|Declining revenue of tuk-tuk drivers in Cambodia shows even the informal sector isn't insulated.|
The World Bank today launches its projection of a 1 percent contraction of the Cambodian economy. This is based on an analysis of available statistics and feedback from a range of economic actors. Yet, to most of my Cambodian friends, it remains hard to conceive.
It is true that "seeing" such a contraction will be difficult. Basically, what it means is that economic activity in 2009 will be pretty much the same as in 2008. So the fact that we continue to have traffic jams in Phnom Penh, see tourists at the Royal Palace, and hear construction machines in many residential areas is consistent with such a projection. What will change, though, is that incomes will not increase this year as fast as past years and it will also become more difficult for the 250,000 young people leaving school each year to find their first job. What also will be different is that with no growth in aggregate, there will be a proportion of those with a livelihood at the end of the year worse than at the beginning.
The first sign of this downturn is probably in local newspapers: we've talk more about economics this year than last. More significant signs are those factories that either close definitely (some say almost one in five garment workers) or temporarily (a one percent contraction of the economy more or less means that every production activity stops for an additional 3 days this year). I am told that there are also visible signs in Siem Reap, with less-than-full hotels. We are likely to see migrations as well as people move as a reaction to changing (or missing) opportunities: but it is not easy to "see" migration.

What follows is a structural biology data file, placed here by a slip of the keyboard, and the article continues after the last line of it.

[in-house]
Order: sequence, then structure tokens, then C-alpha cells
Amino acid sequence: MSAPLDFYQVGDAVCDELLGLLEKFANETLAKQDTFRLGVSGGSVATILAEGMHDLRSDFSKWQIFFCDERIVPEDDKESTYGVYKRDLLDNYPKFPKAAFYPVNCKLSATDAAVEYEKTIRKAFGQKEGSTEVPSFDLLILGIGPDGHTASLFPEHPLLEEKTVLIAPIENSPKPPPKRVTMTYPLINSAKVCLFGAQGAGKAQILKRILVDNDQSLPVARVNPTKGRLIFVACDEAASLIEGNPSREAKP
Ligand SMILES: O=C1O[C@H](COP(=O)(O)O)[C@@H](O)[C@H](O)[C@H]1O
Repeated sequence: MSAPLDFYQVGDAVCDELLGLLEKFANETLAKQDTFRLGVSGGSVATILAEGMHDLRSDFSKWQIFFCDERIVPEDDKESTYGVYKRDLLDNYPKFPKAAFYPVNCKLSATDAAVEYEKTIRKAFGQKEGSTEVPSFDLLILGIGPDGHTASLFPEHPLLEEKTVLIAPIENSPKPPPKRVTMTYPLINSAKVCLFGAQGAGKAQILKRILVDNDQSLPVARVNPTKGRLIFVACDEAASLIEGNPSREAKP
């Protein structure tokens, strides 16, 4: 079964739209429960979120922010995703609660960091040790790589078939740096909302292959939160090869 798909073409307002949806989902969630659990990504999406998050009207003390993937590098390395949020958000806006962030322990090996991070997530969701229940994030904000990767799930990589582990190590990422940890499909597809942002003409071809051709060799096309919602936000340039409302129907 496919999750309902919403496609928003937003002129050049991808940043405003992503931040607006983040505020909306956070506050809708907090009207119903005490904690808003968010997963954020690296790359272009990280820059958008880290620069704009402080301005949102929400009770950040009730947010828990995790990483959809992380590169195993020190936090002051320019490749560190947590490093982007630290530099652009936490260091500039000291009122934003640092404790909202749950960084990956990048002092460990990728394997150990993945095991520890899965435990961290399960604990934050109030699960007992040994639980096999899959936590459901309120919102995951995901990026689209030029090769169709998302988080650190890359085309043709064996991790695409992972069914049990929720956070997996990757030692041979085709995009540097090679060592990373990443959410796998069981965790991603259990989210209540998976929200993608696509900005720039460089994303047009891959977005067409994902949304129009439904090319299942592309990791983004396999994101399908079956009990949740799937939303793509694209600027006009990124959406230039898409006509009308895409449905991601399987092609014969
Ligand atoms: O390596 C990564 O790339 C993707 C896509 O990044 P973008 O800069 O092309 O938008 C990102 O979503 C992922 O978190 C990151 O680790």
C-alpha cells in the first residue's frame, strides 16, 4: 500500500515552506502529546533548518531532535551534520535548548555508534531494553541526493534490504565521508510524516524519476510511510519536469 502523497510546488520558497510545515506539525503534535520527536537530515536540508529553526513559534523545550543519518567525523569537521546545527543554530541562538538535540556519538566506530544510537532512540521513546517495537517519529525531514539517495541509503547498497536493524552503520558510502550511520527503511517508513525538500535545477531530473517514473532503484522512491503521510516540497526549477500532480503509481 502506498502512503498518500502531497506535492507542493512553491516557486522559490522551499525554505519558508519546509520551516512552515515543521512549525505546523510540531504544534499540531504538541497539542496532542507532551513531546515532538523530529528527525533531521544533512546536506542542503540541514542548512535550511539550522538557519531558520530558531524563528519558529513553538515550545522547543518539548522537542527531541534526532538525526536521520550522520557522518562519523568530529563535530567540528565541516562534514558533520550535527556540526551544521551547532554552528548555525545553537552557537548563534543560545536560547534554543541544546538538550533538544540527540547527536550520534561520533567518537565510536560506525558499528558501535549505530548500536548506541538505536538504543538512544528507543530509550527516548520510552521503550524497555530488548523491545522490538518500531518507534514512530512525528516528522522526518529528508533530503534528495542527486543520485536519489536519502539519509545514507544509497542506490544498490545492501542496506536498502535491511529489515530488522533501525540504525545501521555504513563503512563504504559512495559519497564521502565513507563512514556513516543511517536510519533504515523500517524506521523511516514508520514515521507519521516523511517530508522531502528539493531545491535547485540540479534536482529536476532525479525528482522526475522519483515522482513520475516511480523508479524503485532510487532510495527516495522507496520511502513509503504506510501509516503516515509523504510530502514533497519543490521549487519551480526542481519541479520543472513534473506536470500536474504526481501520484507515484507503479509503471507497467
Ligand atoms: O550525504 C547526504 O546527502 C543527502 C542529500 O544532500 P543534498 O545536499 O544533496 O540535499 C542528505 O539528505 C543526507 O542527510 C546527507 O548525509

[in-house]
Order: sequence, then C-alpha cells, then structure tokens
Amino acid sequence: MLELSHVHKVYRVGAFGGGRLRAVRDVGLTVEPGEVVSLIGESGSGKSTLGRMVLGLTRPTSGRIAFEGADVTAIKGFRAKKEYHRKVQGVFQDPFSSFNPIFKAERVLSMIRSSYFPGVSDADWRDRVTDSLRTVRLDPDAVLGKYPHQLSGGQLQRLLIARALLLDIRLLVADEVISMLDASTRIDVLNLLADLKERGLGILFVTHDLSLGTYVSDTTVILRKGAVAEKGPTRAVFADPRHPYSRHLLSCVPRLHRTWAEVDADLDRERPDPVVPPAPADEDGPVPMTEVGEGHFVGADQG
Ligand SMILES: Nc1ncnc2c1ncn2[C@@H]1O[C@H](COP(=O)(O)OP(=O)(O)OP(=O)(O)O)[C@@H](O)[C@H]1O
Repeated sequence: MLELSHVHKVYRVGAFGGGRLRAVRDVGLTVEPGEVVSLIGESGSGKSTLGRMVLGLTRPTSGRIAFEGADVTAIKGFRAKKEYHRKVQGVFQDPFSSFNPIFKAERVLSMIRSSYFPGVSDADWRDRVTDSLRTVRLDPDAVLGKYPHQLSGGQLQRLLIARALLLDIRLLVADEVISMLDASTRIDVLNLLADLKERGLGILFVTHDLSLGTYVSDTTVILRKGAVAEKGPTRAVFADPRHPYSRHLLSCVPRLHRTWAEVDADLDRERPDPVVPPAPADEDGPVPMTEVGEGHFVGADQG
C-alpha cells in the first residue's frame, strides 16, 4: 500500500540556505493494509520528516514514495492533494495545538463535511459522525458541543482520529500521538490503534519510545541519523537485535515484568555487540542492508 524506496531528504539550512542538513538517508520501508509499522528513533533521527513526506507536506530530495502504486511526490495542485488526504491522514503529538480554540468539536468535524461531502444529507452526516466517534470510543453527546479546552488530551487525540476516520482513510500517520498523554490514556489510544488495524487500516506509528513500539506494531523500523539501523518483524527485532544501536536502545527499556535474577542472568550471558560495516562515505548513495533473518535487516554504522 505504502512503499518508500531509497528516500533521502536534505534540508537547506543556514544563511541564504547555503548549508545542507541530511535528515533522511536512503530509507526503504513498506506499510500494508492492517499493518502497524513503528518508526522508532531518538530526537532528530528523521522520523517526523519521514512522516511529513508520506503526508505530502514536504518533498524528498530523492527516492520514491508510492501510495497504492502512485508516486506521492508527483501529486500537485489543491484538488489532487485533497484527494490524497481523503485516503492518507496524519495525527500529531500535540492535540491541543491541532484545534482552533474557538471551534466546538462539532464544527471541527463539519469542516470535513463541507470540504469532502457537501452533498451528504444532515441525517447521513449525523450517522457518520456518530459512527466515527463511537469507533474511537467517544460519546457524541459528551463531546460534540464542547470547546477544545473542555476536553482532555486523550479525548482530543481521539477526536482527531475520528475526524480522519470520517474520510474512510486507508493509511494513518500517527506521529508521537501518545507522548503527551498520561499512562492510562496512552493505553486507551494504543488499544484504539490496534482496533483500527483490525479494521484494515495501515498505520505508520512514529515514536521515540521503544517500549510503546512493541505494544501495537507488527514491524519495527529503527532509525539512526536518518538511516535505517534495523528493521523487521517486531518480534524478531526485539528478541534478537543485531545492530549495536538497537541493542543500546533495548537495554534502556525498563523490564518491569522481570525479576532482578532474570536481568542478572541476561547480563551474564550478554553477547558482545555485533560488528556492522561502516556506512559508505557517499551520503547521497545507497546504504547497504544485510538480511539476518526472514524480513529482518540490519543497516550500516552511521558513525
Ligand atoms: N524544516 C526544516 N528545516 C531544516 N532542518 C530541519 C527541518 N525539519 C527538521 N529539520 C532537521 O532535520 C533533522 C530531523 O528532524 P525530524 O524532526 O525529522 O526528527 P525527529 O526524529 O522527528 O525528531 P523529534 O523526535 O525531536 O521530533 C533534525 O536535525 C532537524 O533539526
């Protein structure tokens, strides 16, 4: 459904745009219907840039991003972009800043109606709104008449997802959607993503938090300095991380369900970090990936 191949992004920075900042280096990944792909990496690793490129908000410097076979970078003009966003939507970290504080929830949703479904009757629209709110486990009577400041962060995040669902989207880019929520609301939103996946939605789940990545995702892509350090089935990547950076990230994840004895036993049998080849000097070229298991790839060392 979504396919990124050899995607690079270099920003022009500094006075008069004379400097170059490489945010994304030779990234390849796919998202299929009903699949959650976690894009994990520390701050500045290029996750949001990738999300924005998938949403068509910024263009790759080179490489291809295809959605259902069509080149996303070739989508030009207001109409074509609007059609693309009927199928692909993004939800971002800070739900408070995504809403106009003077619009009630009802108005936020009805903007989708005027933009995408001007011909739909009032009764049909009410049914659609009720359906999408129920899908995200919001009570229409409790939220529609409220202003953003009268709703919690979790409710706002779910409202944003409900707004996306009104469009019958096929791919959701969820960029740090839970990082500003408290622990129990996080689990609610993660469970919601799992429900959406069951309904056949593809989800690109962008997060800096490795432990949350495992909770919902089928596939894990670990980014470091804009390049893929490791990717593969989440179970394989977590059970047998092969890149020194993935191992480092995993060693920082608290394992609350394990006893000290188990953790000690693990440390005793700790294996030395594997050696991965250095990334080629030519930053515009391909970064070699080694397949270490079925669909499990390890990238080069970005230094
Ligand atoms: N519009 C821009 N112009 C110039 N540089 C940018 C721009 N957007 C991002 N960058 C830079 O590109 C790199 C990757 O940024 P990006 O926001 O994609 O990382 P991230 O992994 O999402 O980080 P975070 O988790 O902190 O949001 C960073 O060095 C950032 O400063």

The other reason of incredulity is that most people in Cambodia live off agriculture or informal jobs. It is true, in my view, that these sectors often do not face the direct consequences of the global economic crisis: the crisis affects Cambodia's economy because it leads to fewer consumers to buy Cambodian shirts; less money to go on a trip to Angkor Wat; and fewer investors to develop Cambodia's formal sector. The rural and informal sectors have traditionally been the shock absorber of a rather resilient economy. And still, we have data showing a sharp decline in the revenue of tuk-tuk drivers; we know that the livelihood of many rural families depended on remittances from a woman in the family that was working in a garment factory or a man working on a construction site. So, even the informal sector is not entirely insulated from the global crisis.
To me, the main question is how long the slowdown will last. Comparing this question with the development of my children, I would probably not notice immediately if one of them would stop growing for a little while. And it might not be an issue anyway, as he or she could later catch up. But sustained slow growth is much more of a problem. Our World Bank analysis remains positive on the medium-term prospects of growth for Cambodia.
Will the resilience of Cambodia's economy avoid a contraction of the economy this year? Has the country the capacity to rebound as early as next year? Let me know what you think in the comments below.